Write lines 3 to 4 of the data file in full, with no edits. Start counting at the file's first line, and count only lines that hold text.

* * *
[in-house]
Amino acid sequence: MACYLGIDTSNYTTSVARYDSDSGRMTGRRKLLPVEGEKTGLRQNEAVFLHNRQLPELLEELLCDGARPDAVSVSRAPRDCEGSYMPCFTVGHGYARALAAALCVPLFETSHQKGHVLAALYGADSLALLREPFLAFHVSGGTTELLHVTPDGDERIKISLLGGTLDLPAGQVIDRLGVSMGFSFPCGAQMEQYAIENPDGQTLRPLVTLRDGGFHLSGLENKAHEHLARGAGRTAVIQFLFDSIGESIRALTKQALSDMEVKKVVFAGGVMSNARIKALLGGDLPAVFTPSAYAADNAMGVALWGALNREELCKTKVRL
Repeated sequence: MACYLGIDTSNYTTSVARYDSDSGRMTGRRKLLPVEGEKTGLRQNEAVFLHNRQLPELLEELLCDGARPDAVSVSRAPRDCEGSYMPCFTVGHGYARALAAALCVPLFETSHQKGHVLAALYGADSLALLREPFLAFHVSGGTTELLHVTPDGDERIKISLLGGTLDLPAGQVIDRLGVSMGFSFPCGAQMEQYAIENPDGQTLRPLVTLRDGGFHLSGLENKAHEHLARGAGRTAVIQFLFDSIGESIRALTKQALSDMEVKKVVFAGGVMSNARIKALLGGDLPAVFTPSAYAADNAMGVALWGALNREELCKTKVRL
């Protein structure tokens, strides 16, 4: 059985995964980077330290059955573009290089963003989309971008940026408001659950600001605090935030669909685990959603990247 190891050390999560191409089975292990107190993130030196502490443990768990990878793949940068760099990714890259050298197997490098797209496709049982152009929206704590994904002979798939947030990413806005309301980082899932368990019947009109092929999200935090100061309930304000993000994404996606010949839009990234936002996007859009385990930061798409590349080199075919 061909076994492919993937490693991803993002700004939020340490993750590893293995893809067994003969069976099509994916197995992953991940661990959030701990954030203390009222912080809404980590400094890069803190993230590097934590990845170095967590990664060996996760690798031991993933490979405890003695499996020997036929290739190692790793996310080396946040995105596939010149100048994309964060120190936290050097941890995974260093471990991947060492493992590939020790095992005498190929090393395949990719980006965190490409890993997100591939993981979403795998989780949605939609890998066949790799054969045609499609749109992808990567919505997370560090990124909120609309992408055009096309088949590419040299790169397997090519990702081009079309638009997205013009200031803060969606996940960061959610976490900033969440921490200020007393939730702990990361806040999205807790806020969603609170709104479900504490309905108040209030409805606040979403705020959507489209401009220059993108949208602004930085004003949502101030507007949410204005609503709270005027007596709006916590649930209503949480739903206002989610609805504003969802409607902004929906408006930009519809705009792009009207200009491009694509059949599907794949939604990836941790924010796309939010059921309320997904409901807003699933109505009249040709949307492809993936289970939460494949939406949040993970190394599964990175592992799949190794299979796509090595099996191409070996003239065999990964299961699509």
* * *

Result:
Repeated sequence: MACYLGIDTSNYTTSVARYDSDSGRMTGRRKLLPVEGEKTGLRQNEAVFLHNRQLPELLEELLCDGARPDAVSVSRAPRDCEGSYMPCFTVGHGYARALAAALCVPLFETSHQKGHVLAALYGADSLALLREPFLAFHVSGGTTELLHVTPDGDERIKISLLGGTLDLPAGQVIDRLGVSMGFSFPCGAQMEQYAIENPDGQTLRPLVTLRDGGFHLSGLENKAHEHLARGAGRTAVIQFLFDSIGESIRALTKQALSDMEVKKVVFAGGVMSNARIKALLGGDLPAVFTPSAYAADNAMGVALWGALNREELCKTKVRL
């Protein structure tokens, strides 16, 4: 059985995964980077330290059955573009290089963003989309971008940026408001659950600001605090935030669909685990959603990247 190891050390999560191409089975292990107190993130030196502490443990768990990878793949940068760099990714890259050298197997490098797209496709049982152009929206704590994904002979798939947030990413806005309301980082899932368990019947009109092929999200935090100061309930304000993000994404996606010949839009990234936002996007859009385990930061798409590349080199075919 061909076994492919993937490693991803993002700004939020340490993750590893293995893809067994003969069976099509994916197995992953991940661990959030701990954030203390009222912080809404980590400094890069803190993230590097934590990845170095967590990664060996996760690798031991993933490979405890003695499996020997036929290739190692790793996310080396946040995105596939010149100048994309964060120190936290050097941890995974260093471990991947060492493992590939020790095992005498190929090393395949990719980006965190490409890993997100591939993981979403795998989780949605939609890998066949790799054969045609499609749109992808990567919505997370560090990124909120609309992408055009096309088949590419040299790169397997090519990702081009079309638009997205013009200031803060969606996940960061959610976490900033969440921490200020007393939730702990990361806040999205807790806020969603609170709104479900504490309905108040209030409805606040979403705020959507489209401009220059993108949208602004930085004003949502101030507007949410204005609503709270005027007596709006916590649930209503949480739903206002989610609805504003969802409607902004929906408006930009519809705009792009009207200009491009694509059949599907794949939604990836941790924010796309939010059921309320997904409901807003699933109505009249040709949307492809993936289970939460494949939406949040993970190394599964990175592992799949190794299979796509090595099996191409070996003239065999990964299961699509």